3. train

    Instruction for a specific goal, task or purpose.

    They did train their employees to fulfil their role and responsibilities.

    Submitted by MaryC on February 13, 2020  

Suggested Resources

  1. train

    Song lyrics by train -- Explore a large variety of song lyrics performed by train on the Lyrics.com website.

British National Corpus

  1. Spoken Corpus Frequency

    Rank popularity for the word 'train' in Spoken Corpus Frequency: #1665

  2. Written Corpus Frequency

    Rank popularity for the word 'train' in Written Corpus Frequency: #1285

  3. Nouns Frequency

    Rank popularity for the word 'train' in Nouns Frequency: #567

  4. Verbs Frequency

    Rank popularity for the word 'train' in Verbs Frequency: #343

How to pronounce train?

How to say train in sign language?

Numerology

  1. Chaldean Numerology

    The numerical value of train in Chaldean Numerology is: 4

  2. Pythagorean Numerology

    The numerical value of train in Pythagorean Numerology is: 8

Examples of train in a Sentence

  1. Nicholas Dodman:

    That's not very hard to train. It's not rocket science, it's really just about reaching the peak of your adulthood and not going past the age where there are diminishing returns.

  2. Dafne Schippers:

    I train for the long jump every two weeks.

  3. Robert Contee:

    While getting illegal firearms is a priority for safer communities, this is not the way we train our members to get illegal firearms off the streets, mPD prides itself on treating everyone with respect, even when we are recovering guns and taking some of our most violent criminals off of our streets, it will be done constitutionally and respectfully.

  4. Wesley D'Amico:

    The train carries a lot of weight, but that doesn't stop it from moving forward.

  5. David Clarke:

    Did the switch play some role? It might have been that the front of the train hit the switch, and it started fish-tailing, and that flipped the back part of the train.

Popularity rank by frequency of use

train#1#2505#10000

Translations for train

From our Multilingual Translation Dictionary

  • адәыҕбаAbkhaz
  • treinAfrikaans
  • قِطَارArabic
  • qatarAzerbaijani
  • цягні́к, параво́зBelarusian
  • влакBulgarian
  • ট্রেনBengali
  • karavanenn, trenBreton
  • entrenar, trenCatalan, Valencian
  • trénovat, cvičit, vlakCzech
  • hyfforddi, treinio, anelu, dysgu, ymarfer, gosgordd, dilyniant, trên, cerbydresWelsh
  • træne, øve, optog, række, slæb, tog, kædeDanish
  • trainieren, lehren, zielen, üben, Eisenbahn, Zug, GedankenfolgeGerman
  • εκπαιδεύω, εξασκώ, ασκούμαι, προπονούμαι, προπονώ, εξασκούμαι, γυμνάζομαι, ασκώ, στρέφω, ακολουθία, αλληλουχία, τραίνο, τρένο, αμαξοστοιχία, ουρά, ειρμόςGreek
  • trejni, trajno, vagonaroEsperanto
  • entrenar, entrenarse, trenSpanish
  • rongEstonian
  • قطار, ترنPersian
  • harjoitella, ohjata, opettaa, suunnata, kouluttaa, harjoittaa, jono, ketju, pulssijono, juna, kulkue, sarja, laahusFinnish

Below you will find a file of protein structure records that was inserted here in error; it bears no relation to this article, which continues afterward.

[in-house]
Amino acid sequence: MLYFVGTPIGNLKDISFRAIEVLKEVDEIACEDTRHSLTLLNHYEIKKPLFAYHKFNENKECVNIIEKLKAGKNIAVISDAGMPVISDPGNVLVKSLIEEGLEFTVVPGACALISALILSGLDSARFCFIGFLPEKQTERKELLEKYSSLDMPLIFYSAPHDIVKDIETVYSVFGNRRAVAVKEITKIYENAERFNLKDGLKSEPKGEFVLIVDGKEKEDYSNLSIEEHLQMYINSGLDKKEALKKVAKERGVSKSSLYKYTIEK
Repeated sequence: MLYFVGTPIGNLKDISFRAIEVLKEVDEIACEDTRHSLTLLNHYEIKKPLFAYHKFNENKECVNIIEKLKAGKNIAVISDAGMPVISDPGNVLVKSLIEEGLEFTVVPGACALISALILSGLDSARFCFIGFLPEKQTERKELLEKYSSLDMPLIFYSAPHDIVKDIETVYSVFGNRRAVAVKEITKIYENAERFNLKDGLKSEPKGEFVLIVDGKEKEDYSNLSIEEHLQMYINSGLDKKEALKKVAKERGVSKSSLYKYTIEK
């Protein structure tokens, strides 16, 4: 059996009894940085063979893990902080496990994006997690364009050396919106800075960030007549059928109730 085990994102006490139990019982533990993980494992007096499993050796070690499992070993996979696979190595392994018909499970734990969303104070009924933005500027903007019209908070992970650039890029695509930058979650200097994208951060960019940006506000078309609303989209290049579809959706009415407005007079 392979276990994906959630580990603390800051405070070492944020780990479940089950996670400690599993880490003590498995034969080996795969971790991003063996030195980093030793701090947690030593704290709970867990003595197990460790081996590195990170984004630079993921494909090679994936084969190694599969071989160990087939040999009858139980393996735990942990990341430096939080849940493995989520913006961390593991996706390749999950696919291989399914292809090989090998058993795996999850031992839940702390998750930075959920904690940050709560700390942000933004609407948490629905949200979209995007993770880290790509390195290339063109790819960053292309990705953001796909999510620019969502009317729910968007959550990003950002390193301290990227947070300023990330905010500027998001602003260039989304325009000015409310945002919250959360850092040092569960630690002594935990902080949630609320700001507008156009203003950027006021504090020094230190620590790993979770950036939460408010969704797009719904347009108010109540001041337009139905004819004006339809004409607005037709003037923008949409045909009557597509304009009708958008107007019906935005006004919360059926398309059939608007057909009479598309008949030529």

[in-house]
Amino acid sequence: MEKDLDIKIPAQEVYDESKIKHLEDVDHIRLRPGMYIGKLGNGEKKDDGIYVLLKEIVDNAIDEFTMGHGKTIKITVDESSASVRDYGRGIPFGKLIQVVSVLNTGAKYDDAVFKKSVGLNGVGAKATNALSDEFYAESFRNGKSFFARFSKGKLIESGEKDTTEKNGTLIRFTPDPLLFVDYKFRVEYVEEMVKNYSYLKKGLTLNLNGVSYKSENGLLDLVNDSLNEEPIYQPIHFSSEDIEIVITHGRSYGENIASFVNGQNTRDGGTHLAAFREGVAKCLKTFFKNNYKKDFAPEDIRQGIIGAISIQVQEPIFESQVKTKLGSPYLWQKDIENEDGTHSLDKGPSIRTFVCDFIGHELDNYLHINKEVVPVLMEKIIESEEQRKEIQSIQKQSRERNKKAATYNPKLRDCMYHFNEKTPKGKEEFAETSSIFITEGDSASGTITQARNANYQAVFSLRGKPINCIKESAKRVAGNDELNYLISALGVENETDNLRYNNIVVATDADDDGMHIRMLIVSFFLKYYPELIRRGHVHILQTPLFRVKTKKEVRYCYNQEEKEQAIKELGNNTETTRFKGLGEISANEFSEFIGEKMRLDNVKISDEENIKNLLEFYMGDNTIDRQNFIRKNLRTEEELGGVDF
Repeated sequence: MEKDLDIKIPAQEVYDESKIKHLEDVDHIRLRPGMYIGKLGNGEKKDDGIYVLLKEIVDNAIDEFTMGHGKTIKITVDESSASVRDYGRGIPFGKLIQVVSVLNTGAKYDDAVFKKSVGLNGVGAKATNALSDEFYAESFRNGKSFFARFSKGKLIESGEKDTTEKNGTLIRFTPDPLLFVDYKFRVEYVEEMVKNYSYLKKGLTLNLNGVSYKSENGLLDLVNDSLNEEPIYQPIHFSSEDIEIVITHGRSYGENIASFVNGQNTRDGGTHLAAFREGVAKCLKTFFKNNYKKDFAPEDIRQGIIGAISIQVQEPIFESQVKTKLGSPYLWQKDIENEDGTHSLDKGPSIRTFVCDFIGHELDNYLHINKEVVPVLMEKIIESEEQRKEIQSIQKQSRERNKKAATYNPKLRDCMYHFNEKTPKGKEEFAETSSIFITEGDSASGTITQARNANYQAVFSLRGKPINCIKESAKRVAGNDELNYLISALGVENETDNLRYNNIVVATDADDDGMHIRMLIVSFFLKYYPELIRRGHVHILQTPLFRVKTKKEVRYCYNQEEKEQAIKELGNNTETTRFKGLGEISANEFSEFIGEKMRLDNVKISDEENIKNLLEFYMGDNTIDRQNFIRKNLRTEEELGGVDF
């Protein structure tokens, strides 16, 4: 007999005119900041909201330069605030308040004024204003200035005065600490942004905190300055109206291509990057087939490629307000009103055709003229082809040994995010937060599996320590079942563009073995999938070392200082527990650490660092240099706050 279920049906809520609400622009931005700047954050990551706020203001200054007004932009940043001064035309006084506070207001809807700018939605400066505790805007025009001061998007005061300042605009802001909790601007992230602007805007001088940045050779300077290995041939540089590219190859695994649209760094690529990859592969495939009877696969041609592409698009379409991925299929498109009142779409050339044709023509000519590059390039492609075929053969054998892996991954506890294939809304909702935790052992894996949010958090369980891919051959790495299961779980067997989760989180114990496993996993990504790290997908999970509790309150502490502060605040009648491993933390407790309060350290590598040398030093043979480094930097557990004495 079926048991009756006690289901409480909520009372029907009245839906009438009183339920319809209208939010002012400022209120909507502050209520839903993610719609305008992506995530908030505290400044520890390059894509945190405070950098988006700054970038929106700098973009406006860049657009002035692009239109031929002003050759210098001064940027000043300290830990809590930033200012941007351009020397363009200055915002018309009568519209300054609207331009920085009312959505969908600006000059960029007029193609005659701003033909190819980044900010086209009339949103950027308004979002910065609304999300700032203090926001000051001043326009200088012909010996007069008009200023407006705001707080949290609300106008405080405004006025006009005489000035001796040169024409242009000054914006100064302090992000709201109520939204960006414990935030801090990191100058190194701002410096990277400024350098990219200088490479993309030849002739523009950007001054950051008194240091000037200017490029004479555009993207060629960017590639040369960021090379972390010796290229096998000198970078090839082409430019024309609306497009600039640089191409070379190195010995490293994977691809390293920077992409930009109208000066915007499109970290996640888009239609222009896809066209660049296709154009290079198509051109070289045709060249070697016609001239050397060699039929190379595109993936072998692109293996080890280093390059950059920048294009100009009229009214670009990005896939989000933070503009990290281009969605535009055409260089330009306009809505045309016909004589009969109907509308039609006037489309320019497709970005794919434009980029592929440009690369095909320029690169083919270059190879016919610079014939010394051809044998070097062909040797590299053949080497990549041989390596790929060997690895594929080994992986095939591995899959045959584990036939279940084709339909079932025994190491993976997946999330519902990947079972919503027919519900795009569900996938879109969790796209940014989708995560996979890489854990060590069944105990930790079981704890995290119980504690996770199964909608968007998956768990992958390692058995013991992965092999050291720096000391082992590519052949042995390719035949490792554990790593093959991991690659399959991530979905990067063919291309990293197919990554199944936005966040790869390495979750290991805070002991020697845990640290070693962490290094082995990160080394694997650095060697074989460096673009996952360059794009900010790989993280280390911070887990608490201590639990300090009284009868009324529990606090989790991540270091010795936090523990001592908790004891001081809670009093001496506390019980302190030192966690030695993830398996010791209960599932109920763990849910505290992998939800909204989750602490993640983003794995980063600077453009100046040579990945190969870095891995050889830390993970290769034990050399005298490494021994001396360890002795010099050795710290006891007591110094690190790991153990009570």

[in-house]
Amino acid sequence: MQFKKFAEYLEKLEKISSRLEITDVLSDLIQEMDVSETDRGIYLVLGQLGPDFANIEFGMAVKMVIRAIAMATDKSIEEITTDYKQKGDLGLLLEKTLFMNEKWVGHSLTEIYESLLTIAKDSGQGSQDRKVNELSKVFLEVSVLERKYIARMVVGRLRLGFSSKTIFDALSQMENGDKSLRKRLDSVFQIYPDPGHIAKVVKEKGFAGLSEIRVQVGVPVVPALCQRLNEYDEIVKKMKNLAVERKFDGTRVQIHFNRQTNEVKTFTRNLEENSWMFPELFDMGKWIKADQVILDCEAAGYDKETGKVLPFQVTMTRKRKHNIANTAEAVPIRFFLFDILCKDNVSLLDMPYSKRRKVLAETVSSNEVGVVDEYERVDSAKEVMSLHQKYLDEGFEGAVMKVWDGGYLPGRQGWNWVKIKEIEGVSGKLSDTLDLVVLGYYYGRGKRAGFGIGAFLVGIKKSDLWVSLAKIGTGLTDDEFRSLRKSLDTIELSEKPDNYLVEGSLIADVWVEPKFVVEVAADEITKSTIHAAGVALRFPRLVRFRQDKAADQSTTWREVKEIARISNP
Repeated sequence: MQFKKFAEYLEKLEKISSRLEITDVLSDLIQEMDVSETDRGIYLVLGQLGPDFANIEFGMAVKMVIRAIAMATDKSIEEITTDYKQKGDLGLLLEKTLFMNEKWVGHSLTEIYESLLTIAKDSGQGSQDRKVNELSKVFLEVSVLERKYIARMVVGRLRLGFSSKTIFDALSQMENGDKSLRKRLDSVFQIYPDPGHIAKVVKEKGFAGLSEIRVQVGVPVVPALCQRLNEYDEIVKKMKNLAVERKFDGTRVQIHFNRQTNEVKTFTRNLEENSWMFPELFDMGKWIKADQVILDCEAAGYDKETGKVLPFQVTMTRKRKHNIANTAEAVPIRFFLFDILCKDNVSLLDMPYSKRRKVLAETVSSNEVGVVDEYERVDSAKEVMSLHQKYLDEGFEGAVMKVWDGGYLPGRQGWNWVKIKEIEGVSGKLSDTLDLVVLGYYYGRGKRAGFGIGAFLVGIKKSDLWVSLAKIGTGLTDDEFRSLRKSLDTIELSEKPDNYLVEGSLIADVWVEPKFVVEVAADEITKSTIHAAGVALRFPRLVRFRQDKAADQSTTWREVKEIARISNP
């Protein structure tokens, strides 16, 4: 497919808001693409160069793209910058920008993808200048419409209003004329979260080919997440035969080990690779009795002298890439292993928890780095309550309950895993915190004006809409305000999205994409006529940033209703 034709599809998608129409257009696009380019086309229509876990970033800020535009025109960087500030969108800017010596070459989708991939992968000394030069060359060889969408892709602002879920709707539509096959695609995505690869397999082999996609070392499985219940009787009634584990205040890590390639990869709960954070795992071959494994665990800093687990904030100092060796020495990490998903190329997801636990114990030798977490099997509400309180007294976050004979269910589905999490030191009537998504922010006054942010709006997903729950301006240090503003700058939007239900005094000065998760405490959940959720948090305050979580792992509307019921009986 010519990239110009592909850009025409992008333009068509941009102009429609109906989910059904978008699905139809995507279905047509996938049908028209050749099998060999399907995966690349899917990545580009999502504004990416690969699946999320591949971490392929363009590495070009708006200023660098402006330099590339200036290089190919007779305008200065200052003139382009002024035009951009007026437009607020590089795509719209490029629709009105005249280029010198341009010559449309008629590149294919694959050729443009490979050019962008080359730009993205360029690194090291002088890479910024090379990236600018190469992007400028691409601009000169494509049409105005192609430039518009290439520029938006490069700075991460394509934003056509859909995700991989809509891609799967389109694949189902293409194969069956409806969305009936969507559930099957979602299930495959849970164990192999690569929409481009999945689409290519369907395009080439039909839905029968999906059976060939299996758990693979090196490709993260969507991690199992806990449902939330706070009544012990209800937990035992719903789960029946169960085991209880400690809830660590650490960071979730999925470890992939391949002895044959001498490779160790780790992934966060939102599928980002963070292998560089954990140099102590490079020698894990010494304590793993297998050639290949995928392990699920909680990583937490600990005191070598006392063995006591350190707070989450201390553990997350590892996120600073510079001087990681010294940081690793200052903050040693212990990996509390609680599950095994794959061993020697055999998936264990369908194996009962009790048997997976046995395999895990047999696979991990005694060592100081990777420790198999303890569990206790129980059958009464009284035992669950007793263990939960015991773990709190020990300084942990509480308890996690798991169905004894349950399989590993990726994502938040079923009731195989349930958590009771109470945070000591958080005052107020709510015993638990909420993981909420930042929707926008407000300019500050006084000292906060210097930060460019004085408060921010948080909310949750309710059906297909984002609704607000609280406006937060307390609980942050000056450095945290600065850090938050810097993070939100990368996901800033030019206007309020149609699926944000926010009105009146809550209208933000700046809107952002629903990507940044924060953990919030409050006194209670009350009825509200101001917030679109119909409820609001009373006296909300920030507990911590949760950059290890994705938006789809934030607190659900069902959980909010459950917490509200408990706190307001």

• togFaroese
  • exercer, pointer, s'entraîner, former, entraîner, dompter, s'exercer, traîne, train, caravaneFrench
  • traeinIrish
  • trèan, teagaisgScottish Gaelic
  • adestrar, trenGalician
  • תירגל, תרגל, התאמן, רַכֶּבֶת, שיירהHebrew
  • रेलगाड़ी, ट्रेन, गाड़ीHindi
  • edz, kiképez, vonat, pulzus, karavánHungarian
  • գնացք, երթ, թափորArmenian
  • trainar, traino, caravanaInterlingua
  • kereta apiIndonesian
  • edukar, trenoIdo
  • lestIcelandic
  • esercitarsi, allenare, treno, carovanaItalian
  • 訓練, 照準, 練習, 鍛える, 汽車, 連続, 電車, トレーン, 行列, 尾, 列車Japanese
  • მატარებელიGeorgian
  • mogithiKikuyu, Gikuyu
  • поездKazakh
  • រទេះភ្លើងKhmer
  • 열차, 列車, 기차, 汽車Korean
  • شه‌مه‌نه‌فه‌رKurdish
  • trenCornish
  • поездKyrgyz
  • asporto, hamaxostichusLatin
  • ZuchLuxembourgish, Letzeburgesch
  • ລົດໄຟLao
  • traukinysLithuanian
  • trenēties, apmācīt, karavāna, vilciensLatvian
  • tereinaMāori
  • низа, возMacedonian
  • പരിശീലിയ്ക്കുക, തീവണ്ടിMalayalam
  • галт тэрэгMongolian
  • keretapi, kereta api, trenMalay
  • မီးရထားBurmese
  • trainen, oefenen, stoet, trein, sleep, karavaan, rijDutch
  • trene, mosjonere, øve, togNorwegian
  • kǫʼ naʼałbąąsiiNavajo, Navaho
  • ishkodewidaabaanOjibwe, Ojibwa
  • поездOssetian, Ossetic
  • ćwiczyć, trenować, przesuwać się, wycelować, świta, układ, łańcuch, zespół, tren, pociąg, orszak, ciąg, seria, sznur, ogonPolish
  • instruir, [[exercitar]]-[[se]], treinar, praticar, comboio, sequência, arrasto, trem, sériePortuguese
  • trenRomanian
  • учи́ться, научи́ться, обучи́ться, учи́ть, натренирова́ться, тренирова́ться, обуча́ться, научи́ть, обуча́ть, обучи́ть, парово́з, карава́н, проце́ссия, се́рия, цепо́чка, шлейф, по́езд, сви́та, верени́ца, корте́ж, череда́, тренRussian
  • обучавати, обучавати се, obučavati se, obučavati, влак, voz, свита, пратња, шлеп, воз, vlak, svita, pratnja, šlepSerbo-Croatian
  • කෝච්චියSinhala, Sinhalese
  • vlakSlovak
  • vlakSlovene
  • trenAlbanian
  • öva, tåga, träna, tåg, kedja, persontåg, pulståg, godstågSwedish
  • gari moshi, treniSwahili
  • ரயில்Tamil
  • поездTajik
  • รถไฟThai
  • otly, türgenleşmekTurkmen
  • magsanay, trenTagalog
  • tren, katarTurkish
  • پويىزUyghur, Uighur
  • по́їздUkrainian
  • ریل گاڑی, گاڑی, ٹرینUrdu
  • poezdUzbek
  • tàu hỏa, xe lửaVietnamese